An Arbitrary Waveform Wearable Neuro‑stimulator System for Neurophysiology Research on Freely Behaving Animals

Mohsen Mosayebi Samani, Amin Mahnam, Nasrin Hosseini



Portable wireless neuro‑stimulators have been developed to facilitate long‑term cognitive and behavioral studies on the central
nervous system in freely moving animals. These stimulators can provide precisely controllable input(s) to the nervous system, without
distracting the animal attention with cables connected to its body. In this study, a low power backpack neuro‑stimulator was developed
for animal brain researches that can provides arbitrary stimulus waveforms for the stimulation, while it is small and light weight to be
used for small animals including rats. The system consists of a controller that uses an RF link to program and activate a small and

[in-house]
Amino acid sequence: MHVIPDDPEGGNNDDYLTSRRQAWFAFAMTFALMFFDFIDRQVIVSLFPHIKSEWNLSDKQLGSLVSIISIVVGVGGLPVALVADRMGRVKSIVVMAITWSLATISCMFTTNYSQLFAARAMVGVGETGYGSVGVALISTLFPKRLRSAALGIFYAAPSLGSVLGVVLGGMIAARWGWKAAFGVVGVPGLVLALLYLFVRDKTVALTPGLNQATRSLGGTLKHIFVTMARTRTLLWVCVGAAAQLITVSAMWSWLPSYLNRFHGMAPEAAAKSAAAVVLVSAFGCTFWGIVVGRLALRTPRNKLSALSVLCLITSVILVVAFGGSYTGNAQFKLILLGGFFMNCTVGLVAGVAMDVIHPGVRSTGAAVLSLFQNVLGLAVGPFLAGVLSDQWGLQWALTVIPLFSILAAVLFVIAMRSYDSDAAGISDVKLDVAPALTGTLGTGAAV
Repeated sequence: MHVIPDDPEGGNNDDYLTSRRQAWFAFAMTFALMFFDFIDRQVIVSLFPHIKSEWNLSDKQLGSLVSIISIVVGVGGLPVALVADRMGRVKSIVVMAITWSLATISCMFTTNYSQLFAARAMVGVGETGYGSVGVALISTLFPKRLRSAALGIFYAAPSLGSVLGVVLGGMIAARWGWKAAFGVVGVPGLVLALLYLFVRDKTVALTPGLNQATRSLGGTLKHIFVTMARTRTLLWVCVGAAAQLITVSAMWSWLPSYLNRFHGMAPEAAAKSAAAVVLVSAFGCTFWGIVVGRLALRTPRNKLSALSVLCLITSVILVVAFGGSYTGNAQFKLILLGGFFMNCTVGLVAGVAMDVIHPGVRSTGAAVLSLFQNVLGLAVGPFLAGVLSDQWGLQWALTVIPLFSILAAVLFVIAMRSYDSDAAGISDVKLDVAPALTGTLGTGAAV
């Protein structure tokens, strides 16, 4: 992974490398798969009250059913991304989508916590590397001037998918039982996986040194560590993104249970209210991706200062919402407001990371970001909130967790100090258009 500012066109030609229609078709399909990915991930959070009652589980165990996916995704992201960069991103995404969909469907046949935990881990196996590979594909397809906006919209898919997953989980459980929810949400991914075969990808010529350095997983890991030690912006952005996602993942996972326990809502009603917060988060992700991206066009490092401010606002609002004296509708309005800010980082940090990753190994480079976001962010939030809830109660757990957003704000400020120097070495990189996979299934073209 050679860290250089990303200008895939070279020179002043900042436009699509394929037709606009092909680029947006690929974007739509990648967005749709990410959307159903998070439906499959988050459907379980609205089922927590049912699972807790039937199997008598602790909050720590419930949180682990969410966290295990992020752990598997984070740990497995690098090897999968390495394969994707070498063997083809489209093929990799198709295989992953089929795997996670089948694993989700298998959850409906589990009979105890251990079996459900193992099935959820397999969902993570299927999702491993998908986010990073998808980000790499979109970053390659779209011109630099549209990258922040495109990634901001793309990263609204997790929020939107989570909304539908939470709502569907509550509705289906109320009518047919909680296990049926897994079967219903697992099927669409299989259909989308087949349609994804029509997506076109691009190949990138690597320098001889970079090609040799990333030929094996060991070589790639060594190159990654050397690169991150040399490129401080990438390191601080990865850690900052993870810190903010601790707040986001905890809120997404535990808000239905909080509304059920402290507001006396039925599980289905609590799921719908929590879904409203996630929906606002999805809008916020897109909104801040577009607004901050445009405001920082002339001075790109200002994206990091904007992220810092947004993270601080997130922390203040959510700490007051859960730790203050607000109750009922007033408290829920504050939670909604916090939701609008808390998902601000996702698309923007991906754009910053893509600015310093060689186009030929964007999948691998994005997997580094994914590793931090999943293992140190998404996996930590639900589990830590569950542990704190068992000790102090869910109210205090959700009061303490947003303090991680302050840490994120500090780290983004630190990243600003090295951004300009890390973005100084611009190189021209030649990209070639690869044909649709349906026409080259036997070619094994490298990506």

light microprocessor‑based stimulator. A Howland current source was implemented to produce precise current controlled arbitrary
waveform stimulations. The system was optimized for ultra‑low power consumption and small size. The stimulator was first tested for
its electrical specifications. Then its performance was evaluated in a rat experiment when electrical stimulation of medial longitudinal
fasciculus induced circling behavior. The stimulator is capable of delivering programmed stimulations up to ± 2 mA with adjusting steps
of 1 µA, accuracy of 0.7% and compliance of 6 V. The stimulator is 15 mm × 20 mm × 40 mm in size, weights 13.5 g without battery
and consumes a total power of only 5.l mW. In the experiment, the rat could easily carry the stimulator and demonstrated the circling
behavior for 0.1 ms current pulses of above 400 µA. The developed system has a competitive size and weight, whereas providing
a wide range of operation and the flexibility of generating arbitrary stimulation patterns ideal for long‑term experiments in the field of
cognitive and neuroscience research.

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